The pre-1931 alignment of Route 66 that I was travelling on was still used regularly after it was bypassed by the newer alignment of Route 66. Travelers wishing to avoid the 5% grade of the new highway, and possible overheating, would take the older road with its 2% grade through Goffs. When I arrived in Goffs the first thing I noticed was the Goffs General Store on my right. It was closed, but there was an SUV in front of it, most likely the owners' vehicle. Disappointed that the General Store wasn't open, I set out to find the Goffs School.
    

Goffs School

   
The Goffs School was built in 1914 and served the outlying families of the area from 1914 through 1937. It was a survivor of old Route 66. The old school was certainly not what I had expected. Instead of the usual wood frame construction found in remote desert communities, it was constructed of a heavy wood frame, steel mesh and stucco. I had a preconceived idea of what an old school should look like, and the Goffs School didn't meet those expectations. The unique mission style architecture of the school seemed oddly out of place here.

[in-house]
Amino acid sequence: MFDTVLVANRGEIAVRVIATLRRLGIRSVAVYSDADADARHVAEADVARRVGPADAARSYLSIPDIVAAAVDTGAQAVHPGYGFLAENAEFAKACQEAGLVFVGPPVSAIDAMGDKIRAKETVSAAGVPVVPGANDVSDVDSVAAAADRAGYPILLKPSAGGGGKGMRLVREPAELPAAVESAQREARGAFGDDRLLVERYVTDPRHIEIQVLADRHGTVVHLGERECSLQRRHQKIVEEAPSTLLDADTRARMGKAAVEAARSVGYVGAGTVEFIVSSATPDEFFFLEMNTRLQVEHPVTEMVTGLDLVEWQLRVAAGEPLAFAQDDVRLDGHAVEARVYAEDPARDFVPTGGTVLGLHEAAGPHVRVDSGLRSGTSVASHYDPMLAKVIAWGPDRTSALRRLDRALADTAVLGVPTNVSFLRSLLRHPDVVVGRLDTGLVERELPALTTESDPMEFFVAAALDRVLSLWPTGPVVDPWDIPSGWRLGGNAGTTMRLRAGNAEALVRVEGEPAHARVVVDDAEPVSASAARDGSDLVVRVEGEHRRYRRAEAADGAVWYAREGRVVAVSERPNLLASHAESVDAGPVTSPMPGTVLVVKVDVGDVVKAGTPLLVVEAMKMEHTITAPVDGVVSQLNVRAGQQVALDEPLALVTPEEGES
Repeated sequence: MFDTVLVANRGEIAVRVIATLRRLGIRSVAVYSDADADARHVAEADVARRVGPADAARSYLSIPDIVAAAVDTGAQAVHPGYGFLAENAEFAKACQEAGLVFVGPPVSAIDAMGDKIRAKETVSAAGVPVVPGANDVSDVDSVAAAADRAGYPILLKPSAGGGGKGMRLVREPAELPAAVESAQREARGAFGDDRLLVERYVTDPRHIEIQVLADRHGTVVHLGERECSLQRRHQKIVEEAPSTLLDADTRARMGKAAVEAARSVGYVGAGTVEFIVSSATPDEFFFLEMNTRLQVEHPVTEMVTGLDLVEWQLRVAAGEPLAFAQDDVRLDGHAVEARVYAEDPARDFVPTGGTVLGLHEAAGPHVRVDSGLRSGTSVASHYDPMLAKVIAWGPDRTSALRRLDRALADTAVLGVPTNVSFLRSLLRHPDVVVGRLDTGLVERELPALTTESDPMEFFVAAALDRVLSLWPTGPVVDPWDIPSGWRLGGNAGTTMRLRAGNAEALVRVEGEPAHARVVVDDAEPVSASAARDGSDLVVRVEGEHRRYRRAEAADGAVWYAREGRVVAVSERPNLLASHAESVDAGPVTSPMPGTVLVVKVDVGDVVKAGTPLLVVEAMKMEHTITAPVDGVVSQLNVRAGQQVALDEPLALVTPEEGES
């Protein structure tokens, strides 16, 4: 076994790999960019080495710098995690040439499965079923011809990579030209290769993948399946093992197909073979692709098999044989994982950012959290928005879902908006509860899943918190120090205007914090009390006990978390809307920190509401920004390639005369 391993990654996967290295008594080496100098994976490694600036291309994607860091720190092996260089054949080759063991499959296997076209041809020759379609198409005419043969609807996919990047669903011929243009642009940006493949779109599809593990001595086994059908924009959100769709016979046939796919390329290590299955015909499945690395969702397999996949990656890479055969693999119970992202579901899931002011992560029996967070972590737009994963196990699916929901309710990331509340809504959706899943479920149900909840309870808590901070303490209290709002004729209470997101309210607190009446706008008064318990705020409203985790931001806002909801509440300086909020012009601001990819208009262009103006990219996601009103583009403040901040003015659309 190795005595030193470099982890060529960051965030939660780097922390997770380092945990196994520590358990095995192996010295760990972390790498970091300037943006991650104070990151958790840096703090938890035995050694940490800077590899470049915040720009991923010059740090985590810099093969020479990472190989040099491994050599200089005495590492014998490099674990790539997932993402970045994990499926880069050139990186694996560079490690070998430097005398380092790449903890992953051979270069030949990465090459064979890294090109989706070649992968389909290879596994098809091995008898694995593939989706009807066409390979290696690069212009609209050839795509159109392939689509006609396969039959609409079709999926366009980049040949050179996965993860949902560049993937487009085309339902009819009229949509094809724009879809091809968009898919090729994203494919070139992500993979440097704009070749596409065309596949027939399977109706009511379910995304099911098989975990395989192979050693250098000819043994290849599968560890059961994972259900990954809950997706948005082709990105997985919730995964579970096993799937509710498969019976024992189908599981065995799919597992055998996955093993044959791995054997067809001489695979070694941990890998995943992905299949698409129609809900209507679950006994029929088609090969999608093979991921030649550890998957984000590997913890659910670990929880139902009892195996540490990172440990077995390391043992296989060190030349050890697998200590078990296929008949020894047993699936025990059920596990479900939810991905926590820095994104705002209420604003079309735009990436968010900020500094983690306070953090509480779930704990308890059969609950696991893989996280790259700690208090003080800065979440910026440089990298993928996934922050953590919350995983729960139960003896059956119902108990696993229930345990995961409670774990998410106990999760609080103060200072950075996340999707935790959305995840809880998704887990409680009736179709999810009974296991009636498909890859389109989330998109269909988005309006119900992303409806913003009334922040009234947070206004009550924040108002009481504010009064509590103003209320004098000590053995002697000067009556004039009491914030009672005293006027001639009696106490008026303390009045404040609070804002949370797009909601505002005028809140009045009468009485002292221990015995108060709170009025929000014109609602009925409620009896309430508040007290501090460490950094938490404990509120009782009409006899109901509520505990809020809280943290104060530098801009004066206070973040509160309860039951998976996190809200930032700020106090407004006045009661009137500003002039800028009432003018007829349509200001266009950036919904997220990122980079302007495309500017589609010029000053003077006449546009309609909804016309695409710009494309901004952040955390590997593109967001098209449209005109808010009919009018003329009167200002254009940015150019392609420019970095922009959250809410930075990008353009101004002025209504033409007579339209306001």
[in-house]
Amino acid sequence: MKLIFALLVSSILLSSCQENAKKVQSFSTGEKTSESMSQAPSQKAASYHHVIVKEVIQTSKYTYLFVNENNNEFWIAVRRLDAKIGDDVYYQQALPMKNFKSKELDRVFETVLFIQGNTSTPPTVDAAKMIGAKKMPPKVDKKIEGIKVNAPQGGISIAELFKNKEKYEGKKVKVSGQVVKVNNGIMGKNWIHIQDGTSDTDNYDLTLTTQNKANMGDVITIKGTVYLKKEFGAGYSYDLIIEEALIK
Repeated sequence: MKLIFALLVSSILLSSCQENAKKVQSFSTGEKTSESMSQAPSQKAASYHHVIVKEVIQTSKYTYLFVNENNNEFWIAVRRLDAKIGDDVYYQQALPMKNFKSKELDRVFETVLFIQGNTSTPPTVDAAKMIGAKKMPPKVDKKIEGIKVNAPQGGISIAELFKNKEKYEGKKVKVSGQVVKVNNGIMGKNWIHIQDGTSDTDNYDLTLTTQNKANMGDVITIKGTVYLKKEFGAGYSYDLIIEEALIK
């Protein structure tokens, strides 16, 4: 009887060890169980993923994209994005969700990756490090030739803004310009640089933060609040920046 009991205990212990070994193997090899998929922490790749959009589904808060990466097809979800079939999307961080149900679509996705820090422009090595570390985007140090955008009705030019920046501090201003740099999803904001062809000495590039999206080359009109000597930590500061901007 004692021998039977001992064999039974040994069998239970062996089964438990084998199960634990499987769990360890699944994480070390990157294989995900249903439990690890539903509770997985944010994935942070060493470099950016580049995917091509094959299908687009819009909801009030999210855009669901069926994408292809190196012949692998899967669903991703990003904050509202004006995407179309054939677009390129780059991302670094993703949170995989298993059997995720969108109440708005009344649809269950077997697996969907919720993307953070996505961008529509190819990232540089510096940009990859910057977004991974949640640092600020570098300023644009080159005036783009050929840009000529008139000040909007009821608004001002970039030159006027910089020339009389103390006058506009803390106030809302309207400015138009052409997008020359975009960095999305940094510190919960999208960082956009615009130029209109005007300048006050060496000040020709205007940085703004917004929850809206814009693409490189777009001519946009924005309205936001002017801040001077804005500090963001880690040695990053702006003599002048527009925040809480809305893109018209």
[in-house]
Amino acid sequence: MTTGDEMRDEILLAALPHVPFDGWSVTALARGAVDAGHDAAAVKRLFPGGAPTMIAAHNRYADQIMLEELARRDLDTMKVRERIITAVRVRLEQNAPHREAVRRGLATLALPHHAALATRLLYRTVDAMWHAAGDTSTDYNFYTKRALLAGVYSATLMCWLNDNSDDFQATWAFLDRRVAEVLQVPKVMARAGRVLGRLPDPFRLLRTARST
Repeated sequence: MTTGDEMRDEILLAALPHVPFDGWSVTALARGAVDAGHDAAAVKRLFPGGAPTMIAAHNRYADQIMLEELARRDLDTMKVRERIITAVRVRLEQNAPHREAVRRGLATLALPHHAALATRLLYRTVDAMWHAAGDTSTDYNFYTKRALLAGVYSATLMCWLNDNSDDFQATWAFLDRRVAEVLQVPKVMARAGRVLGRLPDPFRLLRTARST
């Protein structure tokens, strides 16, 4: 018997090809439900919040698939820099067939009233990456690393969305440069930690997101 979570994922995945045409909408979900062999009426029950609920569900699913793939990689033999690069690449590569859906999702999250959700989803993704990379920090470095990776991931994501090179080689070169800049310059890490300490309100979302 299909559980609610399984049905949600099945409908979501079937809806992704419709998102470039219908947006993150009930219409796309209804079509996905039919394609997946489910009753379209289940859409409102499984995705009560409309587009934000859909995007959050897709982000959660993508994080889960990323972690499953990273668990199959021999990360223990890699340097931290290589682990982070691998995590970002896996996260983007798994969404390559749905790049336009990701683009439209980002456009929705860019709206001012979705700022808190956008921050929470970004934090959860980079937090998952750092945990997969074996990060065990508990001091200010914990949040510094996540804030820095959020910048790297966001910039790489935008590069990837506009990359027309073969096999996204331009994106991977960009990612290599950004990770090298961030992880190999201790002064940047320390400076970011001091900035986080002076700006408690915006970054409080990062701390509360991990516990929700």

Goffs School

    

Goffs School

I glanced at the picture of the school as it was in 1982 and saw just how far the school had deteriorated over the years. The roof was falling in, and the windows and frames were missing. In my opinion it could have qualified for "ruin status". The job of restoration by the Mojave Desert Heritage and Cultural Association must have been a big one indeed. They really did a fine job of it too. The school in front of me that Sunday morning looked identical to the 1914 picture of it. It was clean and crisp with none of the weathering evident from the years of neglect. It looked brand new and ready to open its doors once again to the students of Goffs.